There are 2 ferry routes operating between Isle of Barra and Scotland offering you combined total of 43 sailings per week. Caledonian MacBrayne operates 2 routes, Ardmhor to Eriskay runs 5 times per day & Castlebay to Oban about 8 times weekly.
As the frequency and duration of crossings on some routes varies we would advise that you do a live search for crossings from Isle of Barra to Scotland to get the most up to date information.
The Isle of Barra is the second southernmost inhabited island in the Outer Hebrides off the northwest coast of Scotland.
It has secluded, golden beaches and hilly grassland blanketed by wildflowers, earning it the local nickname of ‘Barradise’. However, the standout feature on this 60-square-kilometre island is the medieval Kisimul Castle on an islet just off Castlebay to the south, from which the village gets its name. The small fortress is just a short boat ride from the harbour, offering great views from the top of the battlements.
Barra is also a top location for mountaineering, with the rugged interior reaching 1257 feet. The hills have an impressive statue of Madonna at the top and also offers superb panoramic views, so remember to bring your camera.
For one of the smallest islands in the Outer Hebrides, Barra offers a wide choice of sailing options with two ports providing frequent crossings to the mainland and nearby islands. You can sail from Castlebay in the south and from Ardmhor to the north, which are both found just off the A888 circular road.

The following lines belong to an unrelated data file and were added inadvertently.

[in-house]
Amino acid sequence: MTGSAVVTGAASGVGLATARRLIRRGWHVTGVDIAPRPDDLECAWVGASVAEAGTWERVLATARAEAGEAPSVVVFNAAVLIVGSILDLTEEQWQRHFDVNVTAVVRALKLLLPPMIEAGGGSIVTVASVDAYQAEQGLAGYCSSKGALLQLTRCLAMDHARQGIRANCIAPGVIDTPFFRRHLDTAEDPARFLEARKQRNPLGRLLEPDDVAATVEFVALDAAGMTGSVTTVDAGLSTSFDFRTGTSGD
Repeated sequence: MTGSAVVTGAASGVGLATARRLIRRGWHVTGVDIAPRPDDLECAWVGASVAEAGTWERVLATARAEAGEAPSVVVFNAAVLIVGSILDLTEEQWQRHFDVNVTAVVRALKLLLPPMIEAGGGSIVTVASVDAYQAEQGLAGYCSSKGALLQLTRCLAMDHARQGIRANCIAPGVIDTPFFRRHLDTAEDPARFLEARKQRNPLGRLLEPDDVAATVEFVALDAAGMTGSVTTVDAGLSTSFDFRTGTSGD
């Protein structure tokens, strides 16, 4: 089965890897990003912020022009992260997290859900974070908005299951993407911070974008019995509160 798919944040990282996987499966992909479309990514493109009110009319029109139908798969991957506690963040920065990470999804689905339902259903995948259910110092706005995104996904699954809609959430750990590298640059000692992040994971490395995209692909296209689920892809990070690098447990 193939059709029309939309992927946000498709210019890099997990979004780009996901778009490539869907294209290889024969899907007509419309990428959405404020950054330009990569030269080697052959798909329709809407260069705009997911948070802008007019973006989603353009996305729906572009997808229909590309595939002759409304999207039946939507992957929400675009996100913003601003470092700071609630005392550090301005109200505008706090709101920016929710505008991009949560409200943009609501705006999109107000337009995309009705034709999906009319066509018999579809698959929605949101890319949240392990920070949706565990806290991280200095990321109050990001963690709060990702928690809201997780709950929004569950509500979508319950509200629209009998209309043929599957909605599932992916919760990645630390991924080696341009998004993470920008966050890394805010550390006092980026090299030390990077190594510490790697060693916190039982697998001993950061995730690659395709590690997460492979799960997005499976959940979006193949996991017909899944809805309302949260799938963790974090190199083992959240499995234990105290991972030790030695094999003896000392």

Scotland is the Northernmost of the four countries that form the United Kingdom of Great Britain. Surrounded by the North Atlantic Ocean to the West and North, the North Sea to the East and across the border to the South you’ll find England.
Scotland is a lively and friendly country, rich in history and heritage dating back thousands of years. People flock here to visit not only the beautiful mountains and valleys, rolling hills, forests and rocky coastlines but also for the experiences that Scotland has to offer.
Whether you’re looking to play a game of golf at the very place it was invented or to visit one of the many distilleries for some whiskey tasting, Scotland has much to offer any visitor.
In terms of arriving by ferry to Scotland, from Northern Ireland there’s a choice of year round services from and to numerous ports with sailings operated by modern and well-equipped ferries.
There are no longer any direct ferries from continental Europe to Scotland however there are numerous crossings to England and Ireland that get you close enough.